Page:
BY TRONE DOWD
Fresh Meadows, originally known as Black Stump during colonial times, became what it is today in a post World War II America. It was in 1949 that the New York Life Insurance Company, decided to build a for-its-time modern take on housing complexes. This apartment complex built in the neighborhood was called none other than Fresh Meadows.
The 140 building complex was built as a way to house veterans coming back from the war. At the time, it was one of the largest complexes in the entire city, consisting of two and three story garden apartments, a 20 story high rise and two 13-story buildings. The complex is also home to the Fresh Meadows Shopping Center. While it quickly became predominantly white at the time, over the years and into the modern era, other ethnicities began to move in including African-American, Latino, Indian and residents of Asian descent. The 150 acre plot of land was also home to the Fresh Meadows Country club which opened in 1923 and even hosted the U.S. Open in 1932.
For those who live outside of the large complex, Fresh Meadows is known for being a fairly quiet neighborhood, a trait it has held for over a century. In fact, one of the more well known staples of the neighborhood since 1895 was the Klein Farm located at 194-15 73rd Avenue. The Klein family lived in a 2-acre wide brick house on the property, and their farm spanned some 200 acres. The family would often harvest their freshly grown produce and sell them to residents from all over the borough.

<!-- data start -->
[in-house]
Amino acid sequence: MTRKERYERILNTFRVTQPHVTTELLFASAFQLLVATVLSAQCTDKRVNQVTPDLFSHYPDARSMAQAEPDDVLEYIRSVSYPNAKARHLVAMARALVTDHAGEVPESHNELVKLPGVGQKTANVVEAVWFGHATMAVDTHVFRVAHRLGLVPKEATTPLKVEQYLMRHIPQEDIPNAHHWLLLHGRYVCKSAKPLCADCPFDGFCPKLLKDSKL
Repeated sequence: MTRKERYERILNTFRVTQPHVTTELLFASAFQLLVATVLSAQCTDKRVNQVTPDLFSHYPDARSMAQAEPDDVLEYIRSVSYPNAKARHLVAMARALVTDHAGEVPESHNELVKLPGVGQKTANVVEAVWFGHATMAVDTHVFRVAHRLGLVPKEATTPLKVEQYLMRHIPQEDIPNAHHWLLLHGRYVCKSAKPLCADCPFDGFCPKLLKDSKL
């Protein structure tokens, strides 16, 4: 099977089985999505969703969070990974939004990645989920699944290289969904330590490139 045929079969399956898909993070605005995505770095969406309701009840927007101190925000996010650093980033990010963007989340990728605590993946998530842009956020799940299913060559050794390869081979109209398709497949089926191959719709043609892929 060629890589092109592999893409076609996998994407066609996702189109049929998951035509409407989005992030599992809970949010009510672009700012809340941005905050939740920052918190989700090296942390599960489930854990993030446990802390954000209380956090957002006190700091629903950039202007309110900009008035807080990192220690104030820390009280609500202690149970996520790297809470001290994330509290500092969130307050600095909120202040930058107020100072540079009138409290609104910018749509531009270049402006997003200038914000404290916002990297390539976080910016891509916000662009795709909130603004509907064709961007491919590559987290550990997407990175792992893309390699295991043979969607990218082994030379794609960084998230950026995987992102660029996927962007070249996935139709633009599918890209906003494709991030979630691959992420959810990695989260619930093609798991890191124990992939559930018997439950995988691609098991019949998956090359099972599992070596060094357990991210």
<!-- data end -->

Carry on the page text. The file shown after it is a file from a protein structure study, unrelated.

Over the years however, the property became smaller. The Kleins would sell parcels of their large property to developers and and builders. It wasn’t until 2003 that the farm, then the last surviving commercial farm in New York City, was shut down for good.
Although the Klein Farm is no longer around today, it is survived in a sense through the Western part of Cunningham Park. This well kept, refreshingly green part of the neighborhood is a great representation of what Fresh Meadows is known for: Tranquility, simplicity and being homey for these neighborhoods residents and frequent visitors.
Of all the rich history the neighborhood has, one of the standout events is none other than the Blizzard of 1969. Fresh Meadows was home to one of the worst city snow storm aftermaths recorded to date.
The storm was originally expected to be a light powder, but quickly escalated. On Feb. 9, New York City received a record 20 inches of snow overnight, killing dozens of people, 21 of which where from Queens, and virtually bringing the borough to its knees. Queens itself was seemingly isolated from the rest of the city, as agencies and residents worked to dig out the streets.
For Mayor John Lindsay, the storm became a stain on his legacy. Fresh Meadows, received some of the worst the storm had to offer. When touring the city the day after the storm, Lindsay’s limousine could barely make it around the borough.
He moved to a four wheel drive truck and still had issues getting around. When getting to Fresh Meadows, it is said that the Mayor was met with boos. It is cited in Vincent J. Cannato’s book, “The Ungovernable City: John Lindsay and His Struggle to Save New York,” one woman yelled to the Mayor, “Get out you bum!”
The blizzard of 1969 proved that a political legacy can be affected heavily by the way an elected official reacts to natural occurrences like blizzards. Residents and city workers alike turned their back on the Mayor, and Fresh Meadows was one of the standout neighborhoods to show their disapproval.